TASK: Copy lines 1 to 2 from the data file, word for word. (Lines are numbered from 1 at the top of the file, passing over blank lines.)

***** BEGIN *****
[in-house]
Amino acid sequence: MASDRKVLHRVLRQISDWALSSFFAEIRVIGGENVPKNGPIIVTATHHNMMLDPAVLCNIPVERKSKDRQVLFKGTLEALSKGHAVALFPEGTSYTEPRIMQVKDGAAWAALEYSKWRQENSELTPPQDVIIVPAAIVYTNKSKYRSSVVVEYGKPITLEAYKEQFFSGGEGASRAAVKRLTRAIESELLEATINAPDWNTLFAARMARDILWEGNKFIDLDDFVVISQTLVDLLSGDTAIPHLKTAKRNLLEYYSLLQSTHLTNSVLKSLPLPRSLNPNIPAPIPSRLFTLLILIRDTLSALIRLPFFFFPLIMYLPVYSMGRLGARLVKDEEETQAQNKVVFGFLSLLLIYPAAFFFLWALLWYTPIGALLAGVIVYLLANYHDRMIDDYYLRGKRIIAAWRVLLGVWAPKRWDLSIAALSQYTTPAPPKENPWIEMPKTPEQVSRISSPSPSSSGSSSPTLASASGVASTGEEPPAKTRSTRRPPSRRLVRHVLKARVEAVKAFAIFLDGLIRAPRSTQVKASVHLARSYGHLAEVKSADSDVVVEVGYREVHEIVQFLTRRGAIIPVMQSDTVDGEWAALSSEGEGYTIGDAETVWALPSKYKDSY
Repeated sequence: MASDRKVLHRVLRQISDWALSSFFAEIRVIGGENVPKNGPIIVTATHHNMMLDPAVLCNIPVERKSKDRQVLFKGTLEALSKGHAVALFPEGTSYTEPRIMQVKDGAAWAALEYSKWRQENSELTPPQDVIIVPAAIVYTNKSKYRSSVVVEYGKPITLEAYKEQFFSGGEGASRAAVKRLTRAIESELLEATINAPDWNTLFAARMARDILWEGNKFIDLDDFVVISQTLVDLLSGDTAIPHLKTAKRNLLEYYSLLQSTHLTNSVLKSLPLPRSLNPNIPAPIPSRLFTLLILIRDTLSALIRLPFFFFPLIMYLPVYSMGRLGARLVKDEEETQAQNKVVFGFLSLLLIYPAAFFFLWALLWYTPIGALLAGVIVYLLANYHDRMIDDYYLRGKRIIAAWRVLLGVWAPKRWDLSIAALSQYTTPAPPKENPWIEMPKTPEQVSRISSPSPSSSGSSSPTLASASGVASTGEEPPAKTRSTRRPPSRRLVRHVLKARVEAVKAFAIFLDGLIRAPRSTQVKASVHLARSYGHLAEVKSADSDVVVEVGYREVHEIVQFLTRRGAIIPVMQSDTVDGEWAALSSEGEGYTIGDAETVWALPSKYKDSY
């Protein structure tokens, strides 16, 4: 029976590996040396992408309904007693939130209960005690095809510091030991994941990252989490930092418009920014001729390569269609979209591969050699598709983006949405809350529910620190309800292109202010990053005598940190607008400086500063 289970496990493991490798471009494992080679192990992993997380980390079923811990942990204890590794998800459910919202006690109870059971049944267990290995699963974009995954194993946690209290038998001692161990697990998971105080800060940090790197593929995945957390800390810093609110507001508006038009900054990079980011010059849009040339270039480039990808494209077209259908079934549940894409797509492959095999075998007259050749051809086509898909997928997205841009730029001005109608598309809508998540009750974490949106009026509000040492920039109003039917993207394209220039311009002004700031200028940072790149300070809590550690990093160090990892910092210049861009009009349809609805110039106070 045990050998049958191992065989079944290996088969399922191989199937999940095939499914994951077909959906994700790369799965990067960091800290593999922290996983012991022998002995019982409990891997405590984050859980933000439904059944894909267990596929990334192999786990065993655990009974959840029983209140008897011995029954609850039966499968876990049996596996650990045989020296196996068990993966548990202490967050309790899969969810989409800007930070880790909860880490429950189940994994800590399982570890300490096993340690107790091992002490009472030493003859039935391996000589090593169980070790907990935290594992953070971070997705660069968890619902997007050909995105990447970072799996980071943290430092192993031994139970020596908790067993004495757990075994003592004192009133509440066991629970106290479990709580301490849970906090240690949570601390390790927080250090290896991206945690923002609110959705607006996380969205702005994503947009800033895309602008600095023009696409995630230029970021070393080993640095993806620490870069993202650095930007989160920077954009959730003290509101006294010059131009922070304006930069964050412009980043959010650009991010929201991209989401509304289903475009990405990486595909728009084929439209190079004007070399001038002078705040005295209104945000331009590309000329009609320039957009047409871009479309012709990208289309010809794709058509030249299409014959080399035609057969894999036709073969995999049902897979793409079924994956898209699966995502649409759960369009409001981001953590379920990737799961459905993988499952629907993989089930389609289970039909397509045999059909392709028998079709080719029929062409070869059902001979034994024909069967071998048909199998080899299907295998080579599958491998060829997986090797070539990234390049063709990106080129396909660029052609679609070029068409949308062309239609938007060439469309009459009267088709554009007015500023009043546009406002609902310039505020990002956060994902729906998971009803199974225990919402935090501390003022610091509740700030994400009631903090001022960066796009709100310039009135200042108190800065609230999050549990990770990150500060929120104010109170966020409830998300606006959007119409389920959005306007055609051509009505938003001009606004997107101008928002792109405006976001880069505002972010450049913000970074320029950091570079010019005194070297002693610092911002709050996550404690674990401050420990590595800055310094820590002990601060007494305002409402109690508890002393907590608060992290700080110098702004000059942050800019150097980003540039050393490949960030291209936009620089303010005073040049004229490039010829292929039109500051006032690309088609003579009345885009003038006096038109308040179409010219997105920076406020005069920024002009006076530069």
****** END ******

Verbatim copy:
[in-house]
Amino acid sequence: MASDRKVLHRVLRQISDWALSSFFAEIRVIGGENVPKNGPIIVTATHHNMMLDPAVLCNIPVERKSKDRQVLFKGTLEALSKGHAVALFPEGTSYTEPRIMQVKDGAAWAALEYSKWRQENSELTPPQDVIIVPAAIVYTNKSKYRSSVVVEYGKPITLEAYKEQFFSGGEGASRAAVKRLTRAIESELLEATINAPDWNTLFAARMARDILWEGNKFIDLDDFVVISQTLVDLLSGDTAIPHLKTAKRNLLEYYSLLQSTHLTNSVLKSLPLPRSLNPNIPAPIPSRLFTLLILIRDTLSALIRLPFFFFPLIMYLPVYSMGRLGARLVKDEEETQAQNKVVFGFLSLLLIYPAAFFFLWALLWYTPIGALLAGVIVYLLANYHDRMIDDYYLRGKRIIAAWRVLLGVWAPKRWDLSIAALSQYTTPAPPKENPWIEMPKTPEQVSRISSPSPSSSGSSSPTLASASGVASTGEEPPAKTRSTRRPPSRRLVRHVLKARVEAVKAFAIFLDGLIRAPRSTQVKASVHLARSYGHLAEVKSADSDVVVEVGYREVHEIVQFLTRRGAIIPVMQSDTVDGEWAALSSEGEGYTIGDAETVWALPSKYKDSY